Federal Reserve chair Jerome Powell moved markets on Tuesday in his first appearance before lawmakers on Capitol Hill since his confirmation.
In response to questions from Rep. Carolyn Maloney (D-NY), Powell hinted that more aggressive action on raising interest rates from the Fed could be warranted this year.
“At the December meeting, the median [FOMC] participant called for three rate increases in 2018,” Powell said. “Now since then, what we’ve seen is incoming data that suggests a strengthening in the economy.”
Following this comment, stocks — which had been higher as Powell began speaking and answering questions — moved lower across the board with the major averages moving to losses on the day of about 0.2%. Bonds were also on the move, with yields pressing higher after falling on Monday, with the 2-year yield hitting 2.26% and the 10-year yield rising to 2.89%. Last week, the 10-year hit a four-year high of 2.95%.
“We’ve seen continuing strength in the labor market, we’ve seen some data that will — in my case — add some confidence to my view that inflation is moving up to target,” Powell added. “We’ve also seen continued [economic] strength around the globe, and we’ve seen fiscal policy become more stimulative.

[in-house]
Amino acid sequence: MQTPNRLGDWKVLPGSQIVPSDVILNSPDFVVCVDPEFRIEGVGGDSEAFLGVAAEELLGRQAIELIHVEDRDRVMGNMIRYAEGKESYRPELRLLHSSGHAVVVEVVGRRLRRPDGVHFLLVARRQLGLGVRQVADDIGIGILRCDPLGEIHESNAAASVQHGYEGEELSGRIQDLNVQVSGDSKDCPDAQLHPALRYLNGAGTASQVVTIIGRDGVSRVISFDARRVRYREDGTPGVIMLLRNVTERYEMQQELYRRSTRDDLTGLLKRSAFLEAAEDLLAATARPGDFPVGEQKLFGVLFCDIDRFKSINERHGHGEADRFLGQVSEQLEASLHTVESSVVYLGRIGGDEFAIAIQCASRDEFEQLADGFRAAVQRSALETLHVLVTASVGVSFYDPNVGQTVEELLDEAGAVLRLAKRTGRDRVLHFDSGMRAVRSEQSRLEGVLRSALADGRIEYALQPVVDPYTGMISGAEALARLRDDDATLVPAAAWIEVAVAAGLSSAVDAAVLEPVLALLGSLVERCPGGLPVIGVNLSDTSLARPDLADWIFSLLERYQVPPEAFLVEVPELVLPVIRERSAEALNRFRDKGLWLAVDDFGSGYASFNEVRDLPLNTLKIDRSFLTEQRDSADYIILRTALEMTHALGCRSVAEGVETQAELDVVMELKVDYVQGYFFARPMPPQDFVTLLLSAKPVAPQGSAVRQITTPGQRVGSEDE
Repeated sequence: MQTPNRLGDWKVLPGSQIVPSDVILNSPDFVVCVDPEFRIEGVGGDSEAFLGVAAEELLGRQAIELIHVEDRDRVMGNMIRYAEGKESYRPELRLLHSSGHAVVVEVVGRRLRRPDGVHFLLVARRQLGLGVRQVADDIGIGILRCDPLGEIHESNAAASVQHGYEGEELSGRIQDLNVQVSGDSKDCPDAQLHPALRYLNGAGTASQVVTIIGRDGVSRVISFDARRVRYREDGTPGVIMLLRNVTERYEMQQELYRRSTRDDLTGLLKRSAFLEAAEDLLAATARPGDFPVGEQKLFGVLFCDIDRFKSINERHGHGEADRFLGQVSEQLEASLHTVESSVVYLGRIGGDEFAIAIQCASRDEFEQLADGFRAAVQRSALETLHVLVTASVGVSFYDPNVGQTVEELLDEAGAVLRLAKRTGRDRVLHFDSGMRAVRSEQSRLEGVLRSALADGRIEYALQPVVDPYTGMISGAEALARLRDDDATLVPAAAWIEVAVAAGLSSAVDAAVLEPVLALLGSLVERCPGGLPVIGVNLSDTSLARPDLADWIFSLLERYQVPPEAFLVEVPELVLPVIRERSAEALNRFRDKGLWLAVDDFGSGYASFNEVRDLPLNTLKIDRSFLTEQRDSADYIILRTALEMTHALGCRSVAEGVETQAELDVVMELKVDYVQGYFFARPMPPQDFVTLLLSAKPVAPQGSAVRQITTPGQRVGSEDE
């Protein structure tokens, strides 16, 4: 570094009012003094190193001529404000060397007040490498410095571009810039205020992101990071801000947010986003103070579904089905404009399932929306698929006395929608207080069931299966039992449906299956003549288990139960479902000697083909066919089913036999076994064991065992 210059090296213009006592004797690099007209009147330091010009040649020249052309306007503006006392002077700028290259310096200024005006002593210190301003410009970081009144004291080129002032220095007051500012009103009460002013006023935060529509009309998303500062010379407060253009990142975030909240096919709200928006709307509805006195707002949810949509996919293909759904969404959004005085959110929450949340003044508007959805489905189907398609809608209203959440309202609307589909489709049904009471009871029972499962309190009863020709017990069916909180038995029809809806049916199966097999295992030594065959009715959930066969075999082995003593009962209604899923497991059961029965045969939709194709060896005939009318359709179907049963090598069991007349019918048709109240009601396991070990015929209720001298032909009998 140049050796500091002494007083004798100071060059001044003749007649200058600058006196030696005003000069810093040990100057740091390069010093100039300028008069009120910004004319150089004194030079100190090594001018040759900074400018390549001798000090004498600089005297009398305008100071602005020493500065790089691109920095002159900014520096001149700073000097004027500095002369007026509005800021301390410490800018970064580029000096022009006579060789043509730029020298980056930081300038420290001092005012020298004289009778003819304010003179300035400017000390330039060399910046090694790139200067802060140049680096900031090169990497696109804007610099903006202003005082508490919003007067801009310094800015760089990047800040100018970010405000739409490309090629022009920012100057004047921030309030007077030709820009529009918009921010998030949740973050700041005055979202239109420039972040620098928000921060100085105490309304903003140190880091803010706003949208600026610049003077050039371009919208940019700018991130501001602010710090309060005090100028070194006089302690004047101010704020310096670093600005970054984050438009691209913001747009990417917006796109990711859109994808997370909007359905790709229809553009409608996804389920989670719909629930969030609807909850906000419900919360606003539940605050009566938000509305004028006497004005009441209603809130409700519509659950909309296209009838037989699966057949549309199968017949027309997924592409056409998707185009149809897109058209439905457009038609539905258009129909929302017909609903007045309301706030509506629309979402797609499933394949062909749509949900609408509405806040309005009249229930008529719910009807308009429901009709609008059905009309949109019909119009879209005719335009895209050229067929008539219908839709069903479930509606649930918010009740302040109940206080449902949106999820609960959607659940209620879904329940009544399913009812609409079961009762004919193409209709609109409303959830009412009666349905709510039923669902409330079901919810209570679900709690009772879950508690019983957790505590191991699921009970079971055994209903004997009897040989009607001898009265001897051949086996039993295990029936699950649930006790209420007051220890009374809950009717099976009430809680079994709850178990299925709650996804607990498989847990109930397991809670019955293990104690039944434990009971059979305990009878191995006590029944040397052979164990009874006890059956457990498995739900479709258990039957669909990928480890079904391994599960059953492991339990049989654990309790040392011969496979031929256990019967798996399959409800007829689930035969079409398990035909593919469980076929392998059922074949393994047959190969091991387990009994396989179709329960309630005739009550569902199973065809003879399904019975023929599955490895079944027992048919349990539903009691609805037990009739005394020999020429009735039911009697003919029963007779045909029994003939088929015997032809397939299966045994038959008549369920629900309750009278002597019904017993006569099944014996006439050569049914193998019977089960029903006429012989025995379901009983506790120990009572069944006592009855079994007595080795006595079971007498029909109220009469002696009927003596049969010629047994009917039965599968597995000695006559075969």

“I think each of us is going to be taking the developments since the December meeting into account and writing down our new rate paths as we go into the March meeting and I wouldn’t want to pre-judge that.”
Markets, however, are clearly taking Powell’s comments as a sign that his view on the economy will be upgraded notably when the Fed’s next set of economic projections is released in just over two weeks.
The read-through from markets is that Powell will not be the only Fed official to move their view of the economy, potentially pushing the Fed’s median forecast for the number of rate hikes in 2018 to four, from three.
Current market pricing suggests that an interest rate increase at the March 14-15 policy meeting is all but a done deal, a move that would bring the Fed’s benchmark interest rate target range to 1.5%-1.75%. This would make the Fed Funds rate the highest since October 2008.
Myles Udland is a writer at Yahoo Finance. Follow him on Twitter @MylesUdland
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